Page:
Each month we ask club customers and managers of others fitness facilities what are the burning issues, the questions on their minds:
QUESTION OF THE MONTH:
Q: Can hiring by personality type help retain club employees and build long-lasting teams?
A: There may not be a one-size-fits all perfect personality type for club employees but hiring for three distinct traits can help your business, team and members
The average industry tenure for a club employee from front desk to trainer is about two years. Some of that stems from the highly competitive nature of the fitness industry, but employees can just as easily decide to move on for all kinds of reasons. The wrong fit. Lack of opportunities to advance. And of course, compensation. But speaking with club operators across the company, three key, distinct character traits always rise to the surface when people talk team recruitment. Hiring for these three character traits and experience can help build a team with strong, shared foundations, work ethic and values:
1. Connectivity – are your team members able to connect with co-workers, management and most critically your members. Do they always remember member names at check-in? Do your trainers build solid client relationships and empathy in every session? The ability to be open and approachable for members is essential to creating return, repeat business every day, but it’s relationship building and real connections that will make members feel seen, and engage them for the long term. Recruit for the ability to connect and you’ll have strong team bonds that help to build content, high-functioning and strong employee teams, but also member engagement.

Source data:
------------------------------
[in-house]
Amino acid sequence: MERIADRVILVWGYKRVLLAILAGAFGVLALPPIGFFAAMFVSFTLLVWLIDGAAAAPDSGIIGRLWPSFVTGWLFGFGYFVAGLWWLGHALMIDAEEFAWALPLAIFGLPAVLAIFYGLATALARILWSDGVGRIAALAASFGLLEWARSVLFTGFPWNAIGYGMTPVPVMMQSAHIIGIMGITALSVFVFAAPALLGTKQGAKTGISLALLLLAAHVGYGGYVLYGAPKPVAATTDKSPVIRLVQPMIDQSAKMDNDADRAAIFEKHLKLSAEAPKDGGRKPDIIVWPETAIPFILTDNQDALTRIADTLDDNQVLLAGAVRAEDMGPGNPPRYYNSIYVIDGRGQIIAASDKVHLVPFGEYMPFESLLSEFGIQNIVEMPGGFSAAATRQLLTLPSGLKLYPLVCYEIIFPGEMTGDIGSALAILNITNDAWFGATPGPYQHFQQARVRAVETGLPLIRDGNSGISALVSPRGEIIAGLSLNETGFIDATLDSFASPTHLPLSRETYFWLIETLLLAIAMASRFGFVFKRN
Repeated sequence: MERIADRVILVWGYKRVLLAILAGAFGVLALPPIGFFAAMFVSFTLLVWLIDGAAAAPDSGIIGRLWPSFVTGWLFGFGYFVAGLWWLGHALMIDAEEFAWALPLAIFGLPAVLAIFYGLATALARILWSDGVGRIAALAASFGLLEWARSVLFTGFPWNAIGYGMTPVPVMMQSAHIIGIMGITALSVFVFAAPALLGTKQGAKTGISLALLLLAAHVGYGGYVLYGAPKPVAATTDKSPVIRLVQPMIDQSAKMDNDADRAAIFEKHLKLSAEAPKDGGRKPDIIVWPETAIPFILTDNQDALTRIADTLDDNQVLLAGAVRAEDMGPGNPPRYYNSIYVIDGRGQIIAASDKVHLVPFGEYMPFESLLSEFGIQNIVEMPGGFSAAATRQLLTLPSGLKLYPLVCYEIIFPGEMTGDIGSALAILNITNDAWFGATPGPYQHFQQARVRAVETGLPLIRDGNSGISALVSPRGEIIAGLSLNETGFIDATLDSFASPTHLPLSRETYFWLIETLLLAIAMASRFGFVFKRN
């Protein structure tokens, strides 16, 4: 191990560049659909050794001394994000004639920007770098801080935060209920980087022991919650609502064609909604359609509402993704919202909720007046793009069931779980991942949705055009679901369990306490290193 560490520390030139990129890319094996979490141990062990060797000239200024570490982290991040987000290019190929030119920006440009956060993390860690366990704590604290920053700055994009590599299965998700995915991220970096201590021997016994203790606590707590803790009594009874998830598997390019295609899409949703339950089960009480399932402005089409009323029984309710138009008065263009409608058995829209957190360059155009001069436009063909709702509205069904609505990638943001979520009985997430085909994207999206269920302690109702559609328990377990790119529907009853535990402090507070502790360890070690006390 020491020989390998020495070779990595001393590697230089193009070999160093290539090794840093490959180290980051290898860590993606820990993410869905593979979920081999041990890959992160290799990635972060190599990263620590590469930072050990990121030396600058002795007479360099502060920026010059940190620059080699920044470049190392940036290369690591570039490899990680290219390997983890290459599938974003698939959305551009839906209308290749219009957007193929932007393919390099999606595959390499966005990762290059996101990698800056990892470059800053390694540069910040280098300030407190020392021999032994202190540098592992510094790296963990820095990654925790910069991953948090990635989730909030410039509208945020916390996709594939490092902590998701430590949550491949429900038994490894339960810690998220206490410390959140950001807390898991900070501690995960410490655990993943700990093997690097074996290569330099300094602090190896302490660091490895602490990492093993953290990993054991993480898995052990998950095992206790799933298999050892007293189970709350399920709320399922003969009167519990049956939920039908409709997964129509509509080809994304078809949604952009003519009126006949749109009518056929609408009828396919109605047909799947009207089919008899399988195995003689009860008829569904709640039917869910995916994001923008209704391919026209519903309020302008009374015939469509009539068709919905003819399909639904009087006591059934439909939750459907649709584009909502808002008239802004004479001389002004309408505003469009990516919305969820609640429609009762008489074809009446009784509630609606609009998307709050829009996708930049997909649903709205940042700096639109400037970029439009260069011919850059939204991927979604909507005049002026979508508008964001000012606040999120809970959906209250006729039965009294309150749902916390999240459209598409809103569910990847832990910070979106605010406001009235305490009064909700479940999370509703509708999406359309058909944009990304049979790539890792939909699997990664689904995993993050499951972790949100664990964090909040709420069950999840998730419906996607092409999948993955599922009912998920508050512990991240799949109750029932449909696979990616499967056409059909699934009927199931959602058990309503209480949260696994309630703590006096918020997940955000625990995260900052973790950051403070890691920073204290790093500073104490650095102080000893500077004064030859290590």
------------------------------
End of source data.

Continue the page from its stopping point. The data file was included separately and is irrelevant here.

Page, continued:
2. Communication – employee dissatisfaction can often be traced back to poor communications, misunderstandings and misperceptions. Recruit, of course, for trustworthy, straightforward and honest team members, but place a priority on those who bring stellar communication skills to their jobs every day. That doesn’t just mean outgoing personalities who are friendly with members, but team members who understand what’s important, who can spot issues or problems and raise their hands, or feel valued enough to suggest ideas for improvements to your club environment and member offerings. Your front of house team, your trainers, instructors and support staff are your eyes, ears and voices to member needs and desires too. Look for people who embrace that role and excel at every aspect of daily communications.
3. Charisma – it’s the secret sauce that makes instructors become member favorites and front desk reception teams beloved for their daily interactions. There’s no formula here and it can’t be taught, but often intangible qualities like likeability, personability and charm (not smarm) are just as essential to building strong teams and happy members as anything else on the resume. Yes, your team members should be qualified, have experience and aptitude, but people who bring the ability to be liked, trusted and valued by staff and members can be an enormous asset. Employees who feel valued and liked by co-workers and members tend to stay in position longer and help to build a stability among your employee team.